Life after CPEC

Life after CPEC title slideCPEC was the California Postsecondary Education Commission, and its demise in 2011 made us one of the few states without an office to coordinate its public colleges and universities.

Today’s presentation describes what that’s like to my counterparts from other states, as part of the Policy Conference of the State Higher Education Executive Officers.

You can download (and freely reuse) my presentation by clicking on the image to the left.  My remarks are available in Notes Page View; for the visuals to make sense you’ll need to use Slide Show.


2 thoughts on “Life after CPEC

  1. Ken —

    You crack me up! As true as it clearly is, you’re probably the only guy who has ever publicly referred to Glenn Dumke and his staff as “bland and agreeable bureaucrats…” And your analysis of the researchers from CPEC (“I liked and respected the authors personally, but thought they were in an unwinnable position…”) is right on target. It seems that they were ALWAYS asking why we had so many History departments!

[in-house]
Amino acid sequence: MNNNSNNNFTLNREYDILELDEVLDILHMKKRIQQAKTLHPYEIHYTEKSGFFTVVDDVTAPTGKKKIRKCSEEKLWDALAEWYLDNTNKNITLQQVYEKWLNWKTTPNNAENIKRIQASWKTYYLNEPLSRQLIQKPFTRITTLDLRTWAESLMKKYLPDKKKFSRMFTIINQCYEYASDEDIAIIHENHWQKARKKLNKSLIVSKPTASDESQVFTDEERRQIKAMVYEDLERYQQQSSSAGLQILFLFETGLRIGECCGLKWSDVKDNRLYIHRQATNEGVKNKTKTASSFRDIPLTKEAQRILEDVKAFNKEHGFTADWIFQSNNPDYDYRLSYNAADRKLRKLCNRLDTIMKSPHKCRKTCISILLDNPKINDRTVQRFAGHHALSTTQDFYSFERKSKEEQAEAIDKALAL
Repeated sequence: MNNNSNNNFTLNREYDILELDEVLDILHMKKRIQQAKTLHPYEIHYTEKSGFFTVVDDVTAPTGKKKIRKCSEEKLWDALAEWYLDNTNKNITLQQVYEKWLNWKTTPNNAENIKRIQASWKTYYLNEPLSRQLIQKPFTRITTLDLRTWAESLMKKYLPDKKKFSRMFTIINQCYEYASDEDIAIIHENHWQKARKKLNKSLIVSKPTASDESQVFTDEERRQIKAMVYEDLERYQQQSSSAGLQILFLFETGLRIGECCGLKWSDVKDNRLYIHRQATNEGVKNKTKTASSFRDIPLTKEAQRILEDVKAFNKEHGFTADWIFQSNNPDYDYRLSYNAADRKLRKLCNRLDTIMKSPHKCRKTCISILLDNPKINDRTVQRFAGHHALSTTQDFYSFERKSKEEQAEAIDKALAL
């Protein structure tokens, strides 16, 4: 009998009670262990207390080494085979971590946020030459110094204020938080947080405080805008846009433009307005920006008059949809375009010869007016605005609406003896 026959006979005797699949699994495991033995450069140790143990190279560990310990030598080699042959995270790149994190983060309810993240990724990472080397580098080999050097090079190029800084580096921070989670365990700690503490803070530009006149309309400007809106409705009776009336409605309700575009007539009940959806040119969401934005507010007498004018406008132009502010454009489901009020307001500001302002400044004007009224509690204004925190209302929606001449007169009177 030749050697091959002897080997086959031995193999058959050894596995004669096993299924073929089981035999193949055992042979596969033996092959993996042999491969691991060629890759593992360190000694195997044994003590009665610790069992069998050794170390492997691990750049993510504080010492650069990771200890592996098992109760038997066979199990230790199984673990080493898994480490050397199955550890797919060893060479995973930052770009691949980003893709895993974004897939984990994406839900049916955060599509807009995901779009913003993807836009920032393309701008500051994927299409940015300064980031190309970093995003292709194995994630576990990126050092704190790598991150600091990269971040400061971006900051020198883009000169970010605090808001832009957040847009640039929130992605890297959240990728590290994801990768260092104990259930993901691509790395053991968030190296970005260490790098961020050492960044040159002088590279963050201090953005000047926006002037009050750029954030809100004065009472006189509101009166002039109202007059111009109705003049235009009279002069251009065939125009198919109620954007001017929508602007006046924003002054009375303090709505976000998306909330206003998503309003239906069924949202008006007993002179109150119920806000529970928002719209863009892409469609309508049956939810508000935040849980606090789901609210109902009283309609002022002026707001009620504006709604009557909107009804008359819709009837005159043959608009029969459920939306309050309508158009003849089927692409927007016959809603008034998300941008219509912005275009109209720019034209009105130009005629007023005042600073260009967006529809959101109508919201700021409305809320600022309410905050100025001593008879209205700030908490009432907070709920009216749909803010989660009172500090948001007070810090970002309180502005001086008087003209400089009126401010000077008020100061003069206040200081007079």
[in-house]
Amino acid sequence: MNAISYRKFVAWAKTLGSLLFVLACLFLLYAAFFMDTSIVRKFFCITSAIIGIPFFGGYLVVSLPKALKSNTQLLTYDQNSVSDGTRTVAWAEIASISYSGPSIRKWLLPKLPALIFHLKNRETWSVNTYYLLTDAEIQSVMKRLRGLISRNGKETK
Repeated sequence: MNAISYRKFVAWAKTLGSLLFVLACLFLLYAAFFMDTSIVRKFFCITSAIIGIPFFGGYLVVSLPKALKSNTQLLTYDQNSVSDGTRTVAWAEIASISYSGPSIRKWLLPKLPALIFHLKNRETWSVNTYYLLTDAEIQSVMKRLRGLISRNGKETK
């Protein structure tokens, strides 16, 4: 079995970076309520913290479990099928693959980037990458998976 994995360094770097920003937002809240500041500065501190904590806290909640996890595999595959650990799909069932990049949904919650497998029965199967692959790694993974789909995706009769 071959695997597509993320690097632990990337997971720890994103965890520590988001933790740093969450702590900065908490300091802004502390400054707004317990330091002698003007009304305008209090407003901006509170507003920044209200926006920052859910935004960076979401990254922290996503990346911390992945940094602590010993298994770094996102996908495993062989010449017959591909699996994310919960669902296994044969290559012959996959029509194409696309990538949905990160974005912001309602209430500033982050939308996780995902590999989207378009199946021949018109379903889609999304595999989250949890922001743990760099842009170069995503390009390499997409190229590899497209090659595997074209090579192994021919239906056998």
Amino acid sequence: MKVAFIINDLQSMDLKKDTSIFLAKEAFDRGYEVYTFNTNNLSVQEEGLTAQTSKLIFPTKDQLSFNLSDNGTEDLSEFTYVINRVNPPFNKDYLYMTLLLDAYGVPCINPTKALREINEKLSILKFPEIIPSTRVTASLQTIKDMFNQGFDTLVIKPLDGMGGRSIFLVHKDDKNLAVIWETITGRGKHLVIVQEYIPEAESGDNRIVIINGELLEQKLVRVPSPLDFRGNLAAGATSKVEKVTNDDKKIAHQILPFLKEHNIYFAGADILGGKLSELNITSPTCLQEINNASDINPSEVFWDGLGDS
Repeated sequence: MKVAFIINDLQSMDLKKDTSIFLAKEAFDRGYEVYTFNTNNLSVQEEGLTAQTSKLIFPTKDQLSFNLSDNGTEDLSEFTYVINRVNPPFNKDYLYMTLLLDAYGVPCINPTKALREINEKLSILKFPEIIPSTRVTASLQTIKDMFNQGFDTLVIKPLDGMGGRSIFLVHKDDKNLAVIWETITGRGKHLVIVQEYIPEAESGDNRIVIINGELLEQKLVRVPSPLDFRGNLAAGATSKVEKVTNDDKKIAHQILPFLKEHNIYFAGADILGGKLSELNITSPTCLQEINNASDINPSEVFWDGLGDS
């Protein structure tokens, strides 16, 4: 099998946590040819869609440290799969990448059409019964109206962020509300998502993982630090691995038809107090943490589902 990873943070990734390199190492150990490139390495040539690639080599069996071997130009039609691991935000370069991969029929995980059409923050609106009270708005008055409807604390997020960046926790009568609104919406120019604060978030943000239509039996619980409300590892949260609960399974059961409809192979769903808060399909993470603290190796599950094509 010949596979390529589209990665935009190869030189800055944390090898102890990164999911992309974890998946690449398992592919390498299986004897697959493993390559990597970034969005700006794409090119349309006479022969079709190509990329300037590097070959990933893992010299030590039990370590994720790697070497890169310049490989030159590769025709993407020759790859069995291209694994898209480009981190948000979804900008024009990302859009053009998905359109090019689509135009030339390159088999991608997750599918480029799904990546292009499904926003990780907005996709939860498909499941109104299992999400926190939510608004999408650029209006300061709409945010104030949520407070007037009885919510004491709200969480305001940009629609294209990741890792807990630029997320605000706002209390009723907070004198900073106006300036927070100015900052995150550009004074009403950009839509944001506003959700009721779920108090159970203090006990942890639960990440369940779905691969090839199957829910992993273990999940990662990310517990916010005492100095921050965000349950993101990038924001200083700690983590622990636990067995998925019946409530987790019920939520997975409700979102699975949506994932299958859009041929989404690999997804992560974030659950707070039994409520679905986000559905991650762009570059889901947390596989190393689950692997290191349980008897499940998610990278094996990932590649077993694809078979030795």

In the late 1970s, Lyman Glenny was on my dissertation committee at Berkeley. In 1959, he had written “Autonomy of Public Colleges: The Challenge of Coordination.” He became very involved with the creation of CPAC, advocating creation of a formal coordinating agency with responsibility to analyze and recommend budget and capital expenditures, and lead planning efforts. He also advocated strongly for greater lay representation in the Senate bill that ultimately created the Coordinating Council. When he and I met to review the chapters of my dissertation, more often than not he would lapse into very interesting (but irrelevant) stories about those education-meets-politics days.

    I appreciate your willingness to share your work, and to allow downloading. I’ll be passing this deck along to others!

  2. That’s a cool connection, Larry. Wish I’d have known — the first-hand insights would have fit in well. It was a fun presentation yesterday; many in the room were from CPEC’s counterparts in other states, and had good reactions to some of the ideas I threw out. You would have liked it.

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